And it was beautiful.

This realness has taken a toll on my current WIP: I’ve had to almost completely rewrite eight of my first ten chapters, kill numerous darlings, and cut over 40 pages from what had been the tail-end of my WIP. The character’s motivations have changed…which means the story has changed…which means I have no idea how it will end. In essence, I’ve had to start completely over: all the way back to square one. Which is why – unlike the rest of my classmates who have finished drafts, agents, or book deals, – I’m on my 5th first draft.

It’s terrifying. It’s crazy. But the writing is so much better.

I’m more than a little panicked about the fact that I no longer know how the story will end. Will the plot be cohesive? Will the characters be believable? Or will it just be a jumbled up mess? I don’t know.

But instead of being miserably stuck and hating every word on the page, I’m moving forward. I’m driving – with nothing but my headlights on. And I’m trusting, with my characters serving as the GPS, I can make the whole trip that way.


Filed under Fiction, Revision, writing, writing life, YA

YA Prose Problem #1: Parental Plot Bitches

This inaugural post is near and dear to my heart, largely because it’s a problem that I’ve discovered in my own writing. I just got my third packet back from my graduate advisor and, in it, she and I realized the same thing:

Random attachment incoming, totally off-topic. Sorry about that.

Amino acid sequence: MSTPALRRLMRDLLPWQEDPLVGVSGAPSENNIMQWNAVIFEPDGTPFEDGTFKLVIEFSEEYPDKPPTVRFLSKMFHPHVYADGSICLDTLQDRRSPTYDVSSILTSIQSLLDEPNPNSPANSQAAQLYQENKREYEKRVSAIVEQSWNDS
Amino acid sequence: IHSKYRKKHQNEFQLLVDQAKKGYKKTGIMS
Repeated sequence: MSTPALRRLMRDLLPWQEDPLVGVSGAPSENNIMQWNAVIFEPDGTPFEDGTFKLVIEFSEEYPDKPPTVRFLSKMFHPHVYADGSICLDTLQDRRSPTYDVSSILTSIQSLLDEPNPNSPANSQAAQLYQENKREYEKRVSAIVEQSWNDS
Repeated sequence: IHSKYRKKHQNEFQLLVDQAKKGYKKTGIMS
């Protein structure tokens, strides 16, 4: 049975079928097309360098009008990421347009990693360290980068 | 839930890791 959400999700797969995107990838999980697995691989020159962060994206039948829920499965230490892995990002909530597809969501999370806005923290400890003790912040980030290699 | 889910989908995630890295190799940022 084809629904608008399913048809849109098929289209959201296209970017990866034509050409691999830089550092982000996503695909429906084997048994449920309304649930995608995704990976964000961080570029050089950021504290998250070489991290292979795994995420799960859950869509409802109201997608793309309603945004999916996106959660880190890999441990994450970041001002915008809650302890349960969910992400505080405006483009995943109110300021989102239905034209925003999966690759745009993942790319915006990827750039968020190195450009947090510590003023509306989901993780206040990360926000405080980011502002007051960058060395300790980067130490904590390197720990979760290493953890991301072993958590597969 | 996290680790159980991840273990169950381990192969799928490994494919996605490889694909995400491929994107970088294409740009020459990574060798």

the father in my work-in process (WIP) is non-existant.

Sure he’s mentioned in passing. And he serves a legitmate purpose in the furthering of my plot. But when it comes to the actual “presence” of my father within the story, it’s as though he’s nothing more than a shade – a ghostly shadow passing in and out between chapters whenever I feel like summoning him. He has no life, no motivation of his own, and no ambition save to stiltingly choke out the few lines of diaglogue that I, his maker, have graciously given him.

In other words, to steal a phrase from the delicously audacious A.M. Jenkins…

the father in my novel is a “plot bitch.”

What is a plot bitch, you may ask? A plot bitch is a caricature. A cliche.  A rendition of a human being that is so shallow that it scarcely deserves the title. It is paper thin. And, just like paper, when you hold it up to the light, you can see right through it.

Naturally, I was horrified to discover that I’d done such a thing. But I found comfort in the fact that, according to the New York times, I am not alone in my tendency towards “plot bitchiness.”

In her essay, “The Parent Problem in Young Adult Lit,” Julie Just asserts that parents in YA stories are increasingly clumsy, ineffectual, and unrealistic: